From the boxplots we examine positive correlation between the response variable and the factors mandatory jail time, unemployment rate, mandatory community service and average miles driven and we see negative relationships between minimum legal drinking age and income. However all of these relationships do not appear extremely significant.

### Linear Model Anova

To test the hypotheses we perform an ANOVA test on a linear model containing all the factors

The null hypothesis of the test is that the factors do not have an effect on the response variable of traffic fatality rate.

#Create of Linear Model
model1=lm(mrall~mlda+jaild+perinc+unrate+comserd+vmiles, data=data)
#Analysis of Variance
anova(model1)
## Analysis of Variance Table
##
## Response: mrall
##            Df Sum Sq Mean Sq F value  Pr(>F)
## mlda        1    2.5    2.54   12.89 0.00038 ***
## jaild       1    7.5    7.52   38.18 1.9e-09 ***
## perinc      1   12.1   12.13   61.54 6.1e-14 ***
## unrate      1    0.0    0.04    0.21 0.64355
## comserd     1    1.3    1.28    6.51 0.01120 *
## vmiles      1   20.6   20.58  104.47 < 2e-16 ***
## Residuals 329   64.8    0.20
## ---
## Signif. codes:  0 '***' 0.001 '**' 0.01 '*' 0.05 '.' 0.1 ' ' 1

Our analysis of variance showed significant p-values for the factors of minimum legal drinking age (mlda), mandatory jail time (jaild), income (perinc), and average miles driven (vmiles). We also saw a slightly less significant p-value for mandatory community services (comserd). Lastly our p-value for unemployment rate appeared to be insignificant. Overall we reject the null hypothesis for all factors except the unemployment rate.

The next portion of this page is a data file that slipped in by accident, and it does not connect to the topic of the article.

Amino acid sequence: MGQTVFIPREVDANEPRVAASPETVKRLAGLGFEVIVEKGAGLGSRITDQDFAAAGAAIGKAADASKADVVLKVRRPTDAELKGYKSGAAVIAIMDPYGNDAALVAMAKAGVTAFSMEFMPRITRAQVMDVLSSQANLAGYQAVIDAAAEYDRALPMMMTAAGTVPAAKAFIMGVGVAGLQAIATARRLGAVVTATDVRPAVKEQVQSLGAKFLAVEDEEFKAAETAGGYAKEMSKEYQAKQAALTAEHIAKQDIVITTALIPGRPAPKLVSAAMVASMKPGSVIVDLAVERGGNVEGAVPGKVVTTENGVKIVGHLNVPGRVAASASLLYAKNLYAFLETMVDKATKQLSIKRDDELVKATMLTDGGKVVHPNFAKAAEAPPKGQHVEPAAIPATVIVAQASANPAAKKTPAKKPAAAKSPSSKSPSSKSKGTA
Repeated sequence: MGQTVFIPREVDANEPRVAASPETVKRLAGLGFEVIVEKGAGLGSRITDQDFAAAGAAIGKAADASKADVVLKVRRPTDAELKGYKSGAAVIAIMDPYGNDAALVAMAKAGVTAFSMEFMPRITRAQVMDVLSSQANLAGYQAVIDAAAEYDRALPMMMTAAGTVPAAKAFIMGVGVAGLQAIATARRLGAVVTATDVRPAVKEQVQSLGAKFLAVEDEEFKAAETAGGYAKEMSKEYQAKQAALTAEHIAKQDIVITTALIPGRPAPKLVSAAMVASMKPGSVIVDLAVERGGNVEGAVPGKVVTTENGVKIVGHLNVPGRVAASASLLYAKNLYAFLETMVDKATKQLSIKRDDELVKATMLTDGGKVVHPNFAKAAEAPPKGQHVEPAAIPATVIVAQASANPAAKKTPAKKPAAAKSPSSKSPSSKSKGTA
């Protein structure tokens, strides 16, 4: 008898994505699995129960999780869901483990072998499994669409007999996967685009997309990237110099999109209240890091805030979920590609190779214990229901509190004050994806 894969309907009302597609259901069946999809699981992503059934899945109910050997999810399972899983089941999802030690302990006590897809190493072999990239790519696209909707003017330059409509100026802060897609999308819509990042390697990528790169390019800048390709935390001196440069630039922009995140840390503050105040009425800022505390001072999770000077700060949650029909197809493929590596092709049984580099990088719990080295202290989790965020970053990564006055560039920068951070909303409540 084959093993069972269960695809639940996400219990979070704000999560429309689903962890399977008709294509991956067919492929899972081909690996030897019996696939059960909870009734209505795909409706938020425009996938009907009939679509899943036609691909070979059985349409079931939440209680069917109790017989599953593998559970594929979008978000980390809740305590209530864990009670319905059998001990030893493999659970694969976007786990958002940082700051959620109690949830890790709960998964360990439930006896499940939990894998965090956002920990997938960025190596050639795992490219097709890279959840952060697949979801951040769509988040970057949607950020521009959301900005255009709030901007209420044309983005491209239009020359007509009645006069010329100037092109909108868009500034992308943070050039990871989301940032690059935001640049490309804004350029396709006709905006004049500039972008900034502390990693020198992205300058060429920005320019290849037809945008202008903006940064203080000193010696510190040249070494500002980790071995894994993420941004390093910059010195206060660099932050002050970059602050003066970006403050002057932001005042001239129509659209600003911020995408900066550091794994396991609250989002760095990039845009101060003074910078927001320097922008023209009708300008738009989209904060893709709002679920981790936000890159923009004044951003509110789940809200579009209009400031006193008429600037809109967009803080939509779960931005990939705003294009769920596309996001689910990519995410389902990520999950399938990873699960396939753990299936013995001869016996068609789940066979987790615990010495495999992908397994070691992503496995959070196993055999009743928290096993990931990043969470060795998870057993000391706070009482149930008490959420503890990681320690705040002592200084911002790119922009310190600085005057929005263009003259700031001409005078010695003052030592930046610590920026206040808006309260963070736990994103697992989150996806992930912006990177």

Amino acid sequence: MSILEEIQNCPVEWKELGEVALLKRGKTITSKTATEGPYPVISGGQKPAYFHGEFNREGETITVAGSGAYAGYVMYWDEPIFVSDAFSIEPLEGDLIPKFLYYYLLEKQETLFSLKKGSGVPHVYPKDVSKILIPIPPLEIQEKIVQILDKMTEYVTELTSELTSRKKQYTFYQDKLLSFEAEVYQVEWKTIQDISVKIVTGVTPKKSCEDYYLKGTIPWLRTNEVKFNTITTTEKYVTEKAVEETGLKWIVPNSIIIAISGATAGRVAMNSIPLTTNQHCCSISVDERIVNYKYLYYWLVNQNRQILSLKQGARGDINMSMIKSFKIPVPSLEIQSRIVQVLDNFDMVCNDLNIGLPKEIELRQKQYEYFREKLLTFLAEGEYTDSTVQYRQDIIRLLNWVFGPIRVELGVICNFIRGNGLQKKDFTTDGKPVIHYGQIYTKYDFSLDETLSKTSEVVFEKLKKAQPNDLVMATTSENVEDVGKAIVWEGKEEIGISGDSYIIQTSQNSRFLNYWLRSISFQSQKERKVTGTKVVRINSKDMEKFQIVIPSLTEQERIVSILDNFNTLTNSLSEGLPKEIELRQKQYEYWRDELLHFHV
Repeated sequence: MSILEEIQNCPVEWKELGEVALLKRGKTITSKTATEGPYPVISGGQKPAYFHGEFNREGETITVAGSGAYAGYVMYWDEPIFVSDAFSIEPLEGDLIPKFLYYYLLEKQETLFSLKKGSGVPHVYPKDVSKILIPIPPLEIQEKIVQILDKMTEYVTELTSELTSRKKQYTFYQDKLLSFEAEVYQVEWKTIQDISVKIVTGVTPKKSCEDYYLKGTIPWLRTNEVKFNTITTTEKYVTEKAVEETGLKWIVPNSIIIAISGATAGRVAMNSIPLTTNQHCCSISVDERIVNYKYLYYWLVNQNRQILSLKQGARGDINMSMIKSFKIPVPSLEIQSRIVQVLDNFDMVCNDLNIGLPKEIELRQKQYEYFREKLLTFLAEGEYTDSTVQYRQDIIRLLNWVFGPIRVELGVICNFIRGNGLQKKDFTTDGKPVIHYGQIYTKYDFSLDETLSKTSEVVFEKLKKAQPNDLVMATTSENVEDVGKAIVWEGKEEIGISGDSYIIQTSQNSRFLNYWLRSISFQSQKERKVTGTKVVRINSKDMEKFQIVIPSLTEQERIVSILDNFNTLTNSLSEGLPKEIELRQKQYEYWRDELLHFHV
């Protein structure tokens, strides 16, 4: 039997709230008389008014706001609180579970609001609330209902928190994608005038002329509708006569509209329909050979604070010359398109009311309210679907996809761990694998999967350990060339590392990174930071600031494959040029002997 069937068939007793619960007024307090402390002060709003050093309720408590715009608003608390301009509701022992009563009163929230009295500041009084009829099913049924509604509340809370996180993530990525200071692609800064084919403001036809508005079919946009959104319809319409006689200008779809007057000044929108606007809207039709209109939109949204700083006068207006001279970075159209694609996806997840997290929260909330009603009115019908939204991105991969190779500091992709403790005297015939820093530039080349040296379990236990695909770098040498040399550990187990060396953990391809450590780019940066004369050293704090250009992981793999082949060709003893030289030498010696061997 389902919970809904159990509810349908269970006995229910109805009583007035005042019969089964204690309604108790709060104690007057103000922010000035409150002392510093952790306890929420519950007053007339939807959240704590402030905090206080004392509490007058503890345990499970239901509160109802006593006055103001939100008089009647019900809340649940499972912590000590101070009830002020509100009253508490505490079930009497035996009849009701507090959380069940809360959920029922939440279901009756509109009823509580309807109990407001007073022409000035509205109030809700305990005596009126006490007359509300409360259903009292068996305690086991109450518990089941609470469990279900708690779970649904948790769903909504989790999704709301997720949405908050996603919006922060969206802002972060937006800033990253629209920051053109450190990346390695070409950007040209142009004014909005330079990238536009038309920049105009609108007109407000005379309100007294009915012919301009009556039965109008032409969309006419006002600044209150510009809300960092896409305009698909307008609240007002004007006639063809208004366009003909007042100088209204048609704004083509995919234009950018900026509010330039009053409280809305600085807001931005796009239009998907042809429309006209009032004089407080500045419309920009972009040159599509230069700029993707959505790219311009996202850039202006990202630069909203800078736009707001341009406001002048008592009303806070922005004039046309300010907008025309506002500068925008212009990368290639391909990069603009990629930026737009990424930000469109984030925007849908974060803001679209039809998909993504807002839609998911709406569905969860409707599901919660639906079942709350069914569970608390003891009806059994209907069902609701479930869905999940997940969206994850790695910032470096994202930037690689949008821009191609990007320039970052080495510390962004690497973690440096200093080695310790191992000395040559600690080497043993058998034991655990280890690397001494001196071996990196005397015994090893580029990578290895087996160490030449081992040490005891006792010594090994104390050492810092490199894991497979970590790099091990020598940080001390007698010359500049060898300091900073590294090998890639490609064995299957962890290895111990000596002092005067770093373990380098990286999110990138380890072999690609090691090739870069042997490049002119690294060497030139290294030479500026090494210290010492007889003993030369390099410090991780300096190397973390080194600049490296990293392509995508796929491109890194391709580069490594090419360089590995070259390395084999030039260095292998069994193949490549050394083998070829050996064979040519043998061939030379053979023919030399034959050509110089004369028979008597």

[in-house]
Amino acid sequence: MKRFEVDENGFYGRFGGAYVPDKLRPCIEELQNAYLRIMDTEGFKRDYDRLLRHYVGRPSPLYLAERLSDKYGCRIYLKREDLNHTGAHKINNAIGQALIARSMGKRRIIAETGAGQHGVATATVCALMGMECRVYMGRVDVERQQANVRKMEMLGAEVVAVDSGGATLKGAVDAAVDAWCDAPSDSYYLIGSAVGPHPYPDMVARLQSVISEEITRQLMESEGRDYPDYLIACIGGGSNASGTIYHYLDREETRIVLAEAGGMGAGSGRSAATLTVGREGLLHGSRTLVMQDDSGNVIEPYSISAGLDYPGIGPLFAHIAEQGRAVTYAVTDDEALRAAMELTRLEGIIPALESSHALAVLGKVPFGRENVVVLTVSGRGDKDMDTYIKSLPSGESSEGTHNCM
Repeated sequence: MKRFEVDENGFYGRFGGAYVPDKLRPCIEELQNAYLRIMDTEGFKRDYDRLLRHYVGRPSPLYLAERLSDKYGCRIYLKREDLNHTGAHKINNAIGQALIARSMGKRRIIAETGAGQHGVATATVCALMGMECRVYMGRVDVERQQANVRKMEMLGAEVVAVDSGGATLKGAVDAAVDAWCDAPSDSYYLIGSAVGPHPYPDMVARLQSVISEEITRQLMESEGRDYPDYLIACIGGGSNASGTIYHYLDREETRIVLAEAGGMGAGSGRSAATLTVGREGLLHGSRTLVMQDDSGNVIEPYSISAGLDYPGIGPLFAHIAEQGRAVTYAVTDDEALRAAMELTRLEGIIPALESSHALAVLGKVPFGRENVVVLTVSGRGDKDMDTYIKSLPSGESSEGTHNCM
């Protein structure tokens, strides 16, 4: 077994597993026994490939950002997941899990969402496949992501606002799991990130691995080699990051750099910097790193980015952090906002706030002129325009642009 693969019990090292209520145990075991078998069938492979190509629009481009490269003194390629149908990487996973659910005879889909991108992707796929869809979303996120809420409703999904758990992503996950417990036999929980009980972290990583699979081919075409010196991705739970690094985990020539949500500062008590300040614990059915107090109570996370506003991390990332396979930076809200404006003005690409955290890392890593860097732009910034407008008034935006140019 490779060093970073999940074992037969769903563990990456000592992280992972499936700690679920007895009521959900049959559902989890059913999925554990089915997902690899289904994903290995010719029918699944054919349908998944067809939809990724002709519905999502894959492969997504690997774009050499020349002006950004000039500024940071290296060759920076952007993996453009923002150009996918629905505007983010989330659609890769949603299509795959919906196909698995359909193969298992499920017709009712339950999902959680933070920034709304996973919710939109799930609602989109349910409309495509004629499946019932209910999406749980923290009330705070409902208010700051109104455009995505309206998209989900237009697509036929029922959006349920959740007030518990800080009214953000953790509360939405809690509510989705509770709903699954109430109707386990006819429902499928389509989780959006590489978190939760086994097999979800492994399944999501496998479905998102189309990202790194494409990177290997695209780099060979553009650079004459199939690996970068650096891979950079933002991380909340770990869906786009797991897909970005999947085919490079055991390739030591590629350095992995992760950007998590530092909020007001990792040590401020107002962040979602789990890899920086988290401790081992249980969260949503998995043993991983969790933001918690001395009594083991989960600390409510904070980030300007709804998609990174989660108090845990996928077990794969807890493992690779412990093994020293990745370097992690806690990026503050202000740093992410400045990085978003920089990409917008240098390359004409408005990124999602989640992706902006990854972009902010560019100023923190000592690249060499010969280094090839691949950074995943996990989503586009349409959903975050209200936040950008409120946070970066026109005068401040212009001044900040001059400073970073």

### Factorial Design Model Anova

First we have to install the data package required to generate our array of possible factor combinations.

library("FrF2", lib.loc="~/R/win-library/3.1")
## Warning: package 'FrF2' was built under R version 3.1.2
## Loading required package: DoE.base
## Warning: package 'DoE.base' was built under R version 3.1.2
## Loading required package: grid
## Loading required package: conf.design
## Warning: package 'conf.design' was built under R version 3.1.2
##
## Attaching package: 'DoE.base'
##
## The following objects are masked from 'package:stats':
##
##     aov, lm
##
## The following object is masked from 'package:graphics':
##
##     plot.design

Next we generate our factor combinations:

#Creates all possible factor combinations
factdata = FrF2(32, nfactors=6, estimable=formula("~mlda+jaild+comserd+unrate+vmiles+perinc+mlda:(jaild+comserd+unrate+vmiles+perinc)"),factor.names=c("mlda","jaild","comserd","unrate","vmiles","perinc"), res4=TRUE, clear = FALSE)

factdata
##    mlda jaild comserd unrate vmiles perinc
## 1    -1    -1      -1      1      1     -1
## 2     1     1      -1      1     -1      1
## 3    -1    -1      -1     -1      1      1
## 4     1     1      -1     -1      1      1
## 5    -1    -1       1      1     -1     -1
## 6    -1     1       1     -1     -1     -1
## 7    -1     1      -1      1      1      1
## 8     1    -1       1     -1      1      1
## 9    -1     1       1      1      1     -1